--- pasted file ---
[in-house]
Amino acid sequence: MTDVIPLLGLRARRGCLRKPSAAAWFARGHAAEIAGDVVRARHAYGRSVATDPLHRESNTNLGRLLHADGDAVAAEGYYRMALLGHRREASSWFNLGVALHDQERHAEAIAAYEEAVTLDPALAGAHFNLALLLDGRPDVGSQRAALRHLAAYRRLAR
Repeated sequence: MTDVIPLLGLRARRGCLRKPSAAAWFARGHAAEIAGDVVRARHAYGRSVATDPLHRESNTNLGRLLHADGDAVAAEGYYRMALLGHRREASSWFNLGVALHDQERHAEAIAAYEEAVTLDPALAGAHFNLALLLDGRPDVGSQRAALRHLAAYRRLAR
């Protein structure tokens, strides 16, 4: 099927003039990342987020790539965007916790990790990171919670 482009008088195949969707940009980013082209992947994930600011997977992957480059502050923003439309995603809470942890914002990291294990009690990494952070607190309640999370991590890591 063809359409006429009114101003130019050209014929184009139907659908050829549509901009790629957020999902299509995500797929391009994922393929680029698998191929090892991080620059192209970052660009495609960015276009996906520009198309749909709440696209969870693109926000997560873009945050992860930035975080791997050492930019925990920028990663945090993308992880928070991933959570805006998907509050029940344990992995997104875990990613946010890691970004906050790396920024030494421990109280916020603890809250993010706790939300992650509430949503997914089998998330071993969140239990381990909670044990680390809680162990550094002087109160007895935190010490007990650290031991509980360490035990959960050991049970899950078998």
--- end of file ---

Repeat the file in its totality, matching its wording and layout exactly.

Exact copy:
[in-house]
Amino acid sequence: MTDVIPLLGLRARRGCLRKPSAAAWFARGHAAEIAGDVVRARHAYGRSVATDPLHRESNTNLGRLLHADGDAVAAEGYYRMALLGHRREASSWFNLGVALHDQERHAEAIAAYEEAVTLDPALAGAHFNLALLLDGRPDVGSQRAALRHLAAYRRLAR
Repeated sequence: MTDVIPLLGLRARRGCLRKPSAAAWFARGHAAEIAGDVVRARHAYGRSVATDPLHRESNTNLGRLLHADGDAVAAEGYYRMALLGHRREASSWFNLGVALHDQERHAEAIAAYEEAVTLDPALAGAHFNLALLLDGRPDVGSQRAALRHLAAYRRLAR
């Protein structure tokens, strides 16, 4: 099927003039990342987020790539965007916790990790990171919670 482009008088195949969707940009980013082209992947994930600011997977992957480059502050923003439309995603809470942890914002990291294990009690990494952070607190309640999370991590890591 063809359409006429009114101003130019050209014929184009139907659908050829549509901009790629957020999902299509995500797929391009994922393929680029698998191929090892991080620059192209970052660009495609960015276009996906520009198309749909709440696209969870693109926000997560873009945050992860930035975080791997050492930019925990920028990663945090993308992880928070991933959570805006998907509050029940344990992995997104875990990613946010890691970004906050790396920024030494421990109280916020603890809250993010706790939300992650509430949503997914089998998330071993969140239990381990909670044990680390809680162990550094002087109160007895935190010490007990650290031991509980360490035990959960050991049970899950078998």